Lastly, rounding everybody else out here, is Morgan Freeman as the oldest dude of the group, who also happens to be diagnosed with liver cancer and is need of this fun and adventure the most. Freeman is good in the role, even if it doesn’t seem totally right for him, considering how unsubstantial his character is to the plot, and how half of the time the dude is just sitting around, smiling, and poppin’ B’s, as he checks out the house-maids “fix” the television. Yup, apparently when you get old, that’s all you have to live for: boners. Even if you are Morgan fuckin’ Freeman.

Consensus: Some of it tries to be more witty and wild than it actually is, but Red still stays fun, light, energetic, and well-acted enough to be worth a watch, even if you do just want a silly action movie, with non-other than Dame Helen Mirren holding up a machine-gun. Seriously, it’s so awesome to see occur on-screen.

7 / 10 = Rental!!

See what I'm talking about!!!

See what I’m talking about!?!?!

Now You See Me (2013)

Imagine if David Copperfield, David Blaine, and Criss Angel got together to rob a bank. It would never happen.

They are known as The Four Horsemen, and they are made up of four magicians (Jesse Eisenberg, Isla Fisher, Woody Harrelson, and Dave Franco), who have found themselves in some hot water, after being considered suspects in a bank-robbery that occurred in France, while they were taking bunnies out of hats in Las Vegas. However, FBI agent Dylan Rhodes (Mark Ruffalo) doesn’t believe this shite and along with his rookie Interpol investigator (Melanie Laurent) and well-known magic debunker (Morgan Freeman), they band together and figure out what is real and what isn’t. But in the world of magic: what you see, isn’t always something you can believe. Or, is it? Who the fuck knows!

Movies about magicians are sort of like real-life ones: they’re interesting in the way that you want to see what they pull off, how they pull it off, and where all the time and effort comes into play. Add that with a whole crime-caper aspect, and you got yourself something that might just be a bit of a winner, in terms of the audience and the box-office. But after awhile, like most magic tricks you see in real life, once the secret is revealed; you believe in certain things, and you don’t believe in others. It’s all a matter of time until the cracks begin to show, and that is exactly what goes down with this movie.

But hey, at least it starts out fine and dandy, for the most part. What was surprising the most about this flick is that how after the first 25 minutes, instead of having all of our attention and eyes locked onto the Horseman, we then find ourselves watching and following the story of the cop who’s trying to figure out just what the hell they did. Some will be surprised, some will be pissed, some will think it’s a clever-way of presenting the twists, and some will just be content. Overall though, it was a smart move on the movie’s part, because it puts us in the dark about what really happened, almost as much as it puts the cop himself in as well.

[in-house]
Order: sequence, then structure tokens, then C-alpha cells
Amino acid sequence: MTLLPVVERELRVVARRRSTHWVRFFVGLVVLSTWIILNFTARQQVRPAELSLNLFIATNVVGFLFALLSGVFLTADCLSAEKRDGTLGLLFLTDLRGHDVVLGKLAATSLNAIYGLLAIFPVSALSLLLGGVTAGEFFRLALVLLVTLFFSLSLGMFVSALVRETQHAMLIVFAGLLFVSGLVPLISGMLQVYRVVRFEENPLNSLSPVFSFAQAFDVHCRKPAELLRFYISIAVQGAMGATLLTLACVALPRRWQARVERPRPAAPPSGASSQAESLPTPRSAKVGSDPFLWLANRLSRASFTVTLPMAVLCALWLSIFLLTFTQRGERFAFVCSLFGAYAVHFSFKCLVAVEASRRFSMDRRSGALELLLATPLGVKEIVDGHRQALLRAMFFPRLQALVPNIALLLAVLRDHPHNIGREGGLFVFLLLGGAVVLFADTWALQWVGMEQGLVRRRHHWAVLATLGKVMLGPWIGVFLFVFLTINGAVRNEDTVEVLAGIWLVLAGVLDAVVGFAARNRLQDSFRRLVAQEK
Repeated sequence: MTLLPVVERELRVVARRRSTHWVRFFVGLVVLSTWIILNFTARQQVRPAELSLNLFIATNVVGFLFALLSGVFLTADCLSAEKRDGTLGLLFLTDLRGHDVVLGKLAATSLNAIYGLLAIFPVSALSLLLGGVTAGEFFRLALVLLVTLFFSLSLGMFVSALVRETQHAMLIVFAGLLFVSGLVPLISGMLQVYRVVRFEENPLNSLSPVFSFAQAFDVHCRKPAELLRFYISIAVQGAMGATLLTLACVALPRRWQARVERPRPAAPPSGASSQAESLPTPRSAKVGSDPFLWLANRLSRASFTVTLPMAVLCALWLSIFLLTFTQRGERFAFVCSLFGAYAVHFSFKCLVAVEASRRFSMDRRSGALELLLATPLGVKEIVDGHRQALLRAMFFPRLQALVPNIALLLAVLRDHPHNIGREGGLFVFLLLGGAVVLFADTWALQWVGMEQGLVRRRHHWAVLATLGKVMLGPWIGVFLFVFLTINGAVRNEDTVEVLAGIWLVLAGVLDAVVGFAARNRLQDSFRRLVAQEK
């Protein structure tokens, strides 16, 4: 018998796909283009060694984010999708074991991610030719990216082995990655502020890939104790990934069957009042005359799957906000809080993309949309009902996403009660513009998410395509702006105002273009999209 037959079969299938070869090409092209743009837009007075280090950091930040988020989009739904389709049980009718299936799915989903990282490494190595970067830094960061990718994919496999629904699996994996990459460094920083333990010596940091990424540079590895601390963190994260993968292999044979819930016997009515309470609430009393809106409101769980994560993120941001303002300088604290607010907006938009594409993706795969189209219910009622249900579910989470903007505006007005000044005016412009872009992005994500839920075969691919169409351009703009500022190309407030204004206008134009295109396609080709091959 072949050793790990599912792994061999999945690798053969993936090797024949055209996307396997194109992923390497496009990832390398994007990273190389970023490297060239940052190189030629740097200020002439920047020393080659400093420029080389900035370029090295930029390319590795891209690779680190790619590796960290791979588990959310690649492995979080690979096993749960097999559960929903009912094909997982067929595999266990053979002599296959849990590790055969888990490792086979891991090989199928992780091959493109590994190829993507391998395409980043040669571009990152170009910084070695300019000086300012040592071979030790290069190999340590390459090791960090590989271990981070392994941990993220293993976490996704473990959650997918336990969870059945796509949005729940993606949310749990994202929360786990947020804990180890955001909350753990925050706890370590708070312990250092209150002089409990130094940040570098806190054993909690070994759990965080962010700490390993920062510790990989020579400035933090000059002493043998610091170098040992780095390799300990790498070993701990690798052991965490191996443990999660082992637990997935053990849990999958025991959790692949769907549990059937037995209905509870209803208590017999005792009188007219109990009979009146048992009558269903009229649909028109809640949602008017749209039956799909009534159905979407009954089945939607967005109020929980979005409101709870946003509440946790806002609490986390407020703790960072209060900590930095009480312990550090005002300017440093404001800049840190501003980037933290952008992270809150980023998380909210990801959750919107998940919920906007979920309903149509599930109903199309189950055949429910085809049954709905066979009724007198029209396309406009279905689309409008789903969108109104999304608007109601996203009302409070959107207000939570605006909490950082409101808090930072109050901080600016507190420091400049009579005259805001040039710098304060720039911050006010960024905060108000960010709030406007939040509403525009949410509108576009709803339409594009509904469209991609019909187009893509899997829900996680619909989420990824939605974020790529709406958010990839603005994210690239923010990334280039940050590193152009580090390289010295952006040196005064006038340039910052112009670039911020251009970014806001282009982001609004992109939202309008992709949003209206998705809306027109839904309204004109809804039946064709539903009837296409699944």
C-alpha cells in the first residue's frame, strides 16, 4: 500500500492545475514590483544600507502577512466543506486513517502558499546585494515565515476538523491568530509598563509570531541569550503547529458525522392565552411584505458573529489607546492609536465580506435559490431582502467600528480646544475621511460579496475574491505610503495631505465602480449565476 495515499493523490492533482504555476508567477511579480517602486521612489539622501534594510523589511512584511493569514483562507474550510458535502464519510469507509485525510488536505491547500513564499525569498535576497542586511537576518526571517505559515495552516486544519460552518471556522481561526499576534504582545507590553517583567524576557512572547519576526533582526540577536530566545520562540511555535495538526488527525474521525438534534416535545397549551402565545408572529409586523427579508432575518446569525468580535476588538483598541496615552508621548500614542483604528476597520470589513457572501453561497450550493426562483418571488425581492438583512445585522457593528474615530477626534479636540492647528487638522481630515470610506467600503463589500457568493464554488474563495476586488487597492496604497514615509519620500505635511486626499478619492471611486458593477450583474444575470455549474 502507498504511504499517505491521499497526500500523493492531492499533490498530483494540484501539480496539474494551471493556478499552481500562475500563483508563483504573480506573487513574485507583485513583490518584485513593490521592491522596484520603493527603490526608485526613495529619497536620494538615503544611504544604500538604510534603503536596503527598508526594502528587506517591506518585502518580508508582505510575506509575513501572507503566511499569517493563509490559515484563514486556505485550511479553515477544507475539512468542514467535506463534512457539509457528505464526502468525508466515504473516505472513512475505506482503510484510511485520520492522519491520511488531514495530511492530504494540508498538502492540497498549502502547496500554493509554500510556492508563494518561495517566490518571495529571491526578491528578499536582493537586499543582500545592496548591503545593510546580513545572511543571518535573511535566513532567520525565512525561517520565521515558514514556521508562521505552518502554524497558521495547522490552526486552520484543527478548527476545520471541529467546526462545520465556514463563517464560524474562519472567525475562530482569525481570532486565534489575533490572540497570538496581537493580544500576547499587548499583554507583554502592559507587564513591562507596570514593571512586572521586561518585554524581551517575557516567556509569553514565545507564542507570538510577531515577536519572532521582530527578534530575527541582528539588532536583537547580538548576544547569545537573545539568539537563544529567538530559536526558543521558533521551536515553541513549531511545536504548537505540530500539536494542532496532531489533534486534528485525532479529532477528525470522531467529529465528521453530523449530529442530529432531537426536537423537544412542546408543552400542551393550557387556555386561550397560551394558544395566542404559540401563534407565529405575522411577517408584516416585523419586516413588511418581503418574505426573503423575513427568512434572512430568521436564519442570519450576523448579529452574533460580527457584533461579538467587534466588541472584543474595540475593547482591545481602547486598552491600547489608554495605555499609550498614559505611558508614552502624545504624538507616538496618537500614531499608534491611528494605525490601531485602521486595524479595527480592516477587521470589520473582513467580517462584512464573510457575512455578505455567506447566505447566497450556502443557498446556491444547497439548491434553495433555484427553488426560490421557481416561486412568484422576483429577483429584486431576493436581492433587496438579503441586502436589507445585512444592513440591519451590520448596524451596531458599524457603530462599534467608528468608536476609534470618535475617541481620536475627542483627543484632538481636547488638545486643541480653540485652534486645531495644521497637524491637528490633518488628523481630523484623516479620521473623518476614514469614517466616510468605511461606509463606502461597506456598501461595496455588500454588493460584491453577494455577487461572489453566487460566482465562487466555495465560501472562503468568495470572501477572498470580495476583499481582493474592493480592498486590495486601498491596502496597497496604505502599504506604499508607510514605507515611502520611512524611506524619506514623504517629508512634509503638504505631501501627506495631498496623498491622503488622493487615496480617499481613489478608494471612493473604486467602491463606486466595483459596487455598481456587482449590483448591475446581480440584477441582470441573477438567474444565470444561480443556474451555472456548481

Like her real-life hubby: she's fucking with everybody.

Like her real-life hubby: she’s fucking with everybody.

Once this part of the story gets going, then things get a bit conventional with the typical, “cops-and-robbers” film that we have seen all of the time, except now: WITH MAGIC! It is interesting to see how these peeps pulled off have of these tricks and what expenses they went to in order to make them happen, but the problem I had the most was that it just didn’t all add up. I’m not one of those guys who gets crazy about a movie that has to deal with sci-fi, the powers that be, or some sort of mystical powers some person might have, because I know it’s all made for the purpose of being somewhat fake and unrealistic, but here; it felt like a cheat. That’s all thanks to Louis Leterrier who doesn’t seem like the type of director I’d trust with this material, since the guy isn’t really known for his smart, tricky moves.

But what the guy is known for, is mainstream film making, and that shows so evidently because of the way he is able to constantly mess with our minds by doing quick-cuts, fast-editing, and non-stop music blasting throughout the whole thing, as if we were at a rave, popped-up on some of the finest X (I could have only wished). By doing all of this, Leterrier is trying to distract us into thinking that everything that is being revealed to the characters and us, is reasonable and believable in a world where magicians are the top, money-makers of the world. As much as it may work on the average, movie-going audience, it did not work on this cynical, d-bag film critic.

Once the reveals are (ahem) revealed, we see what this movie is trying to throw down our throats and trying to make us believe in, but it doesn’t work because not a single bit of it seems like it could have actually happened, real-life or not. The Horseman start off as magicians that can pull off some neat tricks and whatnot, but after awhile, we see that they are more or less a bunch of meticulous planners that knew exactly what they wanted to do, at what time, when, who, where, and how, but it rarely makes sense once we see it all. However, Leterrier isn’t too concerned with that and instead; just wants to entertain the hell out of us with his spastic direction that honestly never seems to take a chill pill. Even when two peeps are just talking, Leterrier seems bored and almost like he needs to get going, or his dosage of ADD meds will ware down and he’ll have to take another five.